4.  You spouse suggests a post “3 Reasons Why Gazelle Intensity Isn’t Working for Your Family.”  Yes, this post, while an important one to write, was the brain child of my husband, who is clearly feeling the effects of our gazelle intensity.  We have very little time to spend together, and we are both feeling the effects of that.

We are not giving up gazelle intensity, but we are finding that it may be time to become a little less gazelle intense.  I am paring down some of my work to get a bit more balance in my life, but we will still be snowflaking.  In addition, I plan to ramp up my work efforts when my girls are in preschool.  For now, I am going to slow down just a bit so I can enjoy my children when they are small.  My son is proof of how quickly this time goes.

Photo courtesy of rexboggs5



  1. I think that is a great idea. While I love making money, my big goal these days is to find a way to have more free time without sacrificing a huge pay cut. It will definitely be worth it in my eyes.

    • Yes, I think it is best to work smarter, not harder, as the saying goes. I know you are in the midst of working very hard right now, so you understand. I am impressed by all you are doing right now!

  2. This post hit home for me. I am experiencing many of the same “symptoms” as a result of working full time – plus extra odd jobs here and there. I don’t have the debt issue but I just work because it is expected of me… and I am getting tired. 🙂 (The bills and laundry bit really hit home for me.) You initially quit your job to stay home with your kids. Now your side hustle has become a successful full time job and you are feeling the effects. Same as any of us with full time jobs face. I think you are doing the right thing to cut back a little. You didn’t want to work full time while your kids were little, so don’t. You can be just as gazelle intense on a part-time schedule.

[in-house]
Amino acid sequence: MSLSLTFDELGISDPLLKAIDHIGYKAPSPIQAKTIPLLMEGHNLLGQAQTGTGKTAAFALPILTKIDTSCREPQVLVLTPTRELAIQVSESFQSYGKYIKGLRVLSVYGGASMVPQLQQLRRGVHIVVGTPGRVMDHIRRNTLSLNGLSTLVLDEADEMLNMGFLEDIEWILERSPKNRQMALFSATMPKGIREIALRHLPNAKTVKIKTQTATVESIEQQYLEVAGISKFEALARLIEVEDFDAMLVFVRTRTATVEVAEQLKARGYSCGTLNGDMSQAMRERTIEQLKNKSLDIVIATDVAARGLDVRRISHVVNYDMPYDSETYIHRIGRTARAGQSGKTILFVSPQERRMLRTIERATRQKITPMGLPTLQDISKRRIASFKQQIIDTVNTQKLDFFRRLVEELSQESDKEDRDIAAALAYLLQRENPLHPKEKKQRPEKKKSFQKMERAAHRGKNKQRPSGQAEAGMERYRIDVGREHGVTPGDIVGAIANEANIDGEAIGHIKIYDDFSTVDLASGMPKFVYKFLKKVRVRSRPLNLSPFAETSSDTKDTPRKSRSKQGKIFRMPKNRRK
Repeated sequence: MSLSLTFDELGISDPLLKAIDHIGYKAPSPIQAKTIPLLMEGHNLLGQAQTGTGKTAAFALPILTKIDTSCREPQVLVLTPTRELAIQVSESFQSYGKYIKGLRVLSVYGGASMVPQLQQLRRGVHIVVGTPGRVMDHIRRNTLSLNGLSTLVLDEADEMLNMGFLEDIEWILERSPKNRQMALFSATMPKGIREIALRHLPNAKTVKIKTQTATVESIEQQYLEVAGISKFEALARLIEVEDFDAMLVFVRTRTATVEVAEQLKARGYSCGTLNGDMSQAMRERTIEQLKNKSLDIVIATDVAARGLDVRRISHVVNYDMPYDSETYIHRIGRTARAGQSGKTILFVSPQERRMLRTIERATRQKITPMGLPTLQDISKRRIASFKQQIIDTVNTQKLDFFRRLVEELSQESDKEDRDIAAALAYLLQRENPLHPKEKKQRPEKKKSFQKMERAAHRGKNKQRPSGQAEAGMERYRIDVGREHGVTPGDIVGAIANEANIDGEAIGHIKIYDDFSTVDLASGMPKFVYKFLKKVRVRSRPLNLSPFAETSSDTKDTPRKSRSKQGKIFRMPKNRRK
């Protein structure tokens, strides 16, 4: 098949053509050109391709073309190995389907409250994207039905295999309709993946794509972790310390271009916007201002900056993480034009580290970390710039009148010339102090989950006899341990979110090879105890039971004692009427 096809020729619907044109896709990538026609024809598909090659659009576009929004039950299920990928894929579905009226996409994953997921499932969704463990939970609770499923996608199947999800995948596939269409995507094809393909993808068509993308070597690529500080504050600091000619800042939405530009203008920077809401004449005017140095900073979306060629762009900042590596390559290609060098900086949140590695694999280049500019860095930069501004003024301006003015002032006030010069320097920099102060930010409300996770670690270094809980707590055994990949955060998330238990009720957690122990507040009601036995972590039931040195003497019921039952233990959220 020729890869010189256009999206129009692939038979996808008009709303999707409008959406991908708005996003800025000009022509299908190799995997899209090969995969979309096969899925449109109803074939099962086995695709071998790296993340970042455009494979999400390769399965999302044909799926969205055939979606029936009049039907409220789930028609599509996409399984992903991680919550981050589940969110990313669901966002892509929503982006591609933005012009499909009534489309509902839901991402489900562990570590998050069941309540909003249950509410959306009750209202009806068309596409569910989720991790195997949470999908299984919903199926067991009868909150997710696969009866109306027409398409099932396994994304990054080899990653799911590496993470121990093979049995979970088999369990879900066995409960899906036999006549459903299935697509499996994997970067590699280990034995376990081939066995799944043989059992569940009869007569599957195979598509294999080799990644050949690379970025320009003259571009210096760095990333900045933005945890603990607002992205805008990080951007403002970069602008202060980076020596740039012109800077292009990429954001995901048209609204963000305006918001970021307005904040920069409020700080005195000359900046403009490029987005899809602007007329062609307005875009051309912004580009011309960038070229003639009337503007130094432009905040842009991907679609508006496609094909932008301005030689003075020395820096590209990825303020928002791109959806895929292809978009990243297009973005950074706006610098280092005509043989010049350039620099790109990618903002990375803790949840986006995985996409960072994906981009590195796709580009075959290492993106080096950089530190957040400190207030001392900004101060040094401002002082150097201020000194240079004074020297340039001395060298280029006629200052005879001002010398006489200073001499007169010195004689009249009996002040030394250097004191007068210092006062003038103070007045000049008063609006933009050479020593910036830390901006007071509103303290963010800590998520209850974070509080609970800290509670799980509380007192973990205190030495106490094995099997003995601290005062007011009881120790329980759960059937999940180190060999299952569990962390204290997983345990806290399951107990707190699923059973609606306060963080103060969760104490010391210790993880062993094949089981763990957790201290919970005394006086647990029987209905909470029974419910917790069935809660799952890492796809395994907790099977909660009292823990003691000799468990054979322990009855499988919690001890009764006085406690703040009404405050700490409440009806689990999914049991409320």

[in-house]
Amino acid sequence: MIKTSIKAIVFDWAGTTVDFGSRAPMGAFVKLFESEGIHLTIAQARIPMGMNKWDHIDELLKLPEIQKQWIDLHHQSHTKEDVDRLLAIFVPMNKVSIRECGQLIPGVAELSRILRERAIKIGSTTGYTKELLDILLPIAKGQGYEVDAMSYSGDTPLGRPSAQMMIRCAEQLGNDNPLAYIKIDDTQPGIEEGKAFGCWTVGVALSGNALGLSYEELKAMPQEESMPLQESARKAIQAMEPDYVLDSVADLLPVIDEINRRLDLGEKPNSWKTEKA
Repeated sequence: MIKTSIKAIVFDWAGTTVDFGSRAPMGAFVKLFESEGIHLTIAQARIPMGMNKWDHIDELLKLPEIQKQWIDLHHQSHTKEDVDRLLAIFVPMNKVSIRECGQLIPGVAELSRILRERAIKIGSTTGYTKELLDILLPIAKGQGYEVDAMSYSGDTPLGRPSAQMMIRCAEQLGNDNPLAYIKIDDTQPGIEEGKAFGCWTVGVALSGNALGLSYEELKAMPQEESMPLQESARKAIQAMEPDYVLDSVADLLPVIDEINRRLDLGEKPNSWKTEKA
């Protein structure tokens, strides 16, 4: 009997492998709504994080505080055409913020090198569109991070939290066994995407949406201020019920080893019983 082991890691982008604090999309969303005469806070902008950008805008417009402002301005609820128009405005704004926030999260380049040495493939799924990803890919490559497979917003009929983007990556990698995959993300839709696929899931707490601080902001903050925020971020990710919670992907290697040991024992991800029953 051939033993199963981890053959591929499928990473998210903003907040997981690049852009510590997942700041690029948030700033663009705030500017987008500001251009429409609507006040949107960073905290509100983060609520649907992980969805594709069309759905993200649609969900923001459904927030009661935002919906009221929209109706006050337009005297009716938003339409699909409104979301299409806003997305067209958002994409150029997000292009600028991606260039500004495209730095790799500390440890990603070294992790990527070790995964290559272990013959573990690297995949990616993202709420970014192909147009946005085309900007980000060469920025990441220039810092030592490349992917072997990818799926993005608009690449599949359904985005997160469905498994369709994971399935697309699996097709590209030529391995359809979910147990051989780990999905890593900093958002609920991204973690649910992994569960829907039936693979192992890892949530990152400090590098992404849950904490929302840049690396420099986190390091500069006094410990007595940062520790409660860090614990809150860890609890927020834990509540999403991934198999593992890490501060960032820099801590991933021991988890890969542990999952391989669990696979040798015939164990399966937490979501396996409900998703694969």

• I am amazed by all of you bloggers who work full-time and then do all your blogging duties on the weekend and evenings. It is a difficult balancing act to be sure.

  3. As a full-time working mom, I have mixed feelings about this post. What you’re experiencing is what I’ve been dealing with since I went back to work when my daughter was 3 months old. I had to work because my family needed the money, much like you’re doing now. On the other hand, you do need to strike a balance and cannot be consumed too much by any one thing. If you feel that you’re working too much, then take a step back. I know I’ve had to let certain things go in order to spend as much time with my daughter as possible. If my house isn’t as clean as it should be or the laundry had to wait another day but we had a good time baking cookies or playing, then that’s fine with me.

    • I worked full-time for the first four years of my son’s life, so I know what a balancing act it can be. Still, when I worked full-time, our family had time together on the weekends and in the evenings a bit. Now, because I work when my husband is home, we have NO family time together. Either dad is with the kids or I am. While this is fine for a few months, over the long term, it is taking a toll on all of us. While I want to pay off debt quickly, I don’t want to do it at the expense of my family and spending a little bit of time with them.